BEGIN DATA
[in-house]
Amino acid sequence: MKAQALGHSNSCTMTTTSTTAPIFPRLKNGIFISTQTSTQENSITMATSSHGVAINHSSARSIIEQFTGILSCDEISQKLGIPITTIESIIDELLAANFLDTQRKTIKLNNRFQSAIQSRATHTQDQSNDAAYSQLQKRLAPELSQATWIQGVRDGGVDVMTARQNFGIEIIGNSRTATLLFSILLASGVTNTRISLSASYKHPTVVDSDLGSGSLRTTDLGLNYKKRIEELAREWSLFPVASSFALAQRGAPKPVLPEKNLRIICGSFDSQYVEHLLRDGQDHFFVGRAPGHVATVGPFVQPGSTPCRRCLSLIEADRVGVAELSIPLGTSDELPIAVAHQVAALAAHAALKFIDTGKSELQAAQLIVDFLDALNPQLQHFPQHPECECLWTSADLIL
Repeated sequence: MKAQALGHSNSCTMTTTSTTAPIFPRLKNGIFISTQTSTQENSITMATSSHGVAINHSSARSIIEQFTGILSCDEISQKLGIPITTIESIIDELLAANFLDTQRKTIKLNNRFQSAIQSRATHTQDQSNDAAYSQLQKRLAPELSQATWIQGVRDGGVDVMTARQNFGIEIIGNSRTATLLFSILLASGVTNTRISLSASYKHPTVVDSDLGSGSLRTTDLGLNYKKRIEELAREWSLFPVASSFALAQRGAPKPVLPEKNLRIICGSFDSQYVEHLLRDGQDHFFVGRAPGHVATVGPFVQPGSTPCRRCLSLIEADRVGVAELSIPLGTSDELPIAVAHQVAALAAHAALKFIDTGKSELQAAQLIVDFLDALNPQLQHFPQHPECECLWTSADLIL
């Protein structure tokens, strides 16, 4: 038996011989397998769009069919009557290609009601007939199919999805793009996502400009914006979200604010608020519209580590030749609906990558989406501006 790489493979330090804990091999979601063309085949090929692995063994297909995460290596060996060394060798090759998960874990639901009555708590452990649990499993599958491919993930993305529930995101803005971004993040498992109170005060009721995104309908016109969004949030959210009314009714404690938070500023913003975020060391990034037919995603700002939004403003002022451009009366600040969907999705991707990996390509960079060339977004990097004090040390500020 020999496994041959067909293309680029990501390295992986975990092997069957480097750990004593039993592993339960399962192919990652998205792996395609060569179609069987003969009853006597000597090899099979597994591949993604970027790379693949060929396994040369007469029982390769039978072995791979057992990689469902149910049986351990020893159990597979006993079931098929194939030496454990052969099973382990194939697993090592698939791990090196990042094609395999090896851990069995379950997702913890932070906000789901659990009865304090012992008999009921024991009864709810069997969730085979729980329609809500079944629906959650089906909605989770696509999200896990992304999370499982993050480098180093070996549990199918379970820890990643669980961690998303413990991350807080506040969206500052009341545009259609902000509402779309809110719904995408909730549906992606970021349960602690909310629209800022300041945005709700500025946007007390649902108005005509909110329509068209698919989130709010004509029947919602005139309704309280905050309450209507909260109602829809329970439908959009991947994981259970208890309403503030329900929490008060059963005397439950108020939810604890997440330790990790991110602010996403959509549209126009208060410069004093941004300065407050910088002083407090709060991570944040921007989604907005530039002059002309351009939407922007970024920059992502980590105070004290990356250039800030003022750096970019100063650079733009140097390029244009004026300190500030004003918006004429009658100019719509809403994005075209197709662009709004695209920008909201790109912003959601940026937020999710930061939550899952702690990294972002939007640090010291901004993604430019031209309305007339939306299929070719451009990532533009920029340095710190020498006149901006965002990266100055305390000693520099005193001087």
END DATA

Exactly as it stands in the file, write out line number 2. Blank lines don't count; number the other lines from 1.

Amino acid sequence: MKAQALGHSNSCTMTTTSTTAPIFPRLKNGIFISTQTSTQENSITMATSSHGVAINHSSARSIIEQFTGILSCDEISQKLGIPITTIESIIDELLAANFLDTQRKTIKLNNRFQSAIQSRATHTQDQSNDAAYSQLQKRLAPELSQATWIQGVRDGGVDVMTARQNFGIEIIGNSRTATLLFSILLASGVTNTRISLSASYKHPTVVDSDLGSGSLRTTDLGLNYKKRIEELAREWSLFPVASSFALAQRGAPKPVLPEKNLRIICGSFDSQYVEHLLRDGQDHFFVGRAPGHVATVGPFVQPGSTPCRRCLSLIEADRVGVAELSIPLGTSDELPIAVAHQVAALAAHAALKFIDTGKSELQAAQLIVDFLDALNPQLQHFPQHPECECLWTSADLIL